H.R.1364 - Free Speech About Science Act of 2011112th Congress (2011-2012)
|Sponsor:||Rep. Chaffetz, Jason [R-UT-3] (Introduced 04/05/2011)|
|Committees:||House - Energy and Commerce|
|Latest Action:||04/06/2011 Referred to the Subcommittee on Health. (All Actions)|
This bill has the status Introduced
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Summary: H.R.1364 — 112th Congress (2011-2012)All Information (Except Text)
Introduced in House (04/05/2011)
Free Speech About Science Act of 2011 - Amends the Federal Food, Drug, and Cosmetic Act (FFDCA) to set forth conditions under which a food or dietary supplement label may characterize the relationship of a nutrient in the food or supplement to a disease or health-related claim. Permits such a label on food if the claim: (1) is based on legitimate scientific research; (2) is in compliance with other FFDCA provisions; (3) is an accurate, balanced summary of such research; (4) enables the public to comprehend the information provided in the claim and the relative significance of such information in the context of a total daily diet; and (5) identifies each party that funded research to support the claim.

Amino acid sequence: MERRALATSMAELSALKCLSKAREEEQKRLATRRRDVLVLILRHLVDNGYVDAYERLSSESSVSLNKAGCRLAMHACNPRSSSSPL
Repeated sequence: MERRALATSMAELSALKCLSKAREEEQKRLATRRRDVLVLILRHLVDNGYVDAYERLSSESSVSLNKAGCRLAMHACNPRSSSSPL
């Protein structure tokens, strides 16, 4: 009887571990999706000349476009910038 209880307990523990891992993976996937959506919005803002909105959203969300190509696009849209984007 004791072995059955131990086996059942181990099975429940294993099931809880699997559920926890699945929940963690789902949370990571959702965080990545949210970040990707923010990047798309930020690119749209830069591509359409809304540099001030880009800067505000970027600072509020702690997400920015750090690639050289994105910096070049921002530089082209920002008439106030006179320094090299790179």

Permits such a label on a dietary supplement that claims to diagnose, treat, cure, or prevent a specific disease or class of diseases if: (1) the claim is based on legitimate scientific research; (2) the manufacturer has substantiation that such statement is truthful and not misleading; (3) the statement includes a disclaimer that it has not been evaluated by the Food and Drug Administration (FDA); and (4) the claim includes a citation to the research supporting such claim and identifies each party that funded such research.
Prohibits the Secretary of Health and Human Services (HHS) from restricting the distribution of information that is not false or misleading and that is based on legitimate scientific research in connection with the sale of food.
Amends the Federal Trade Commission Act to exempt the dissemination of legitimate scientific research in connection with the sale or distribution of a food or dietary supplement to consumers from being determined to be false advertising by virtue of the fact that the research does not directly correlate to such food or dietary supplement if the dissemination discloses that information. Places the burden of proof on the Federal Trade Commission (FTC) to establish that the literature being disseminated is not legitimate scientific research.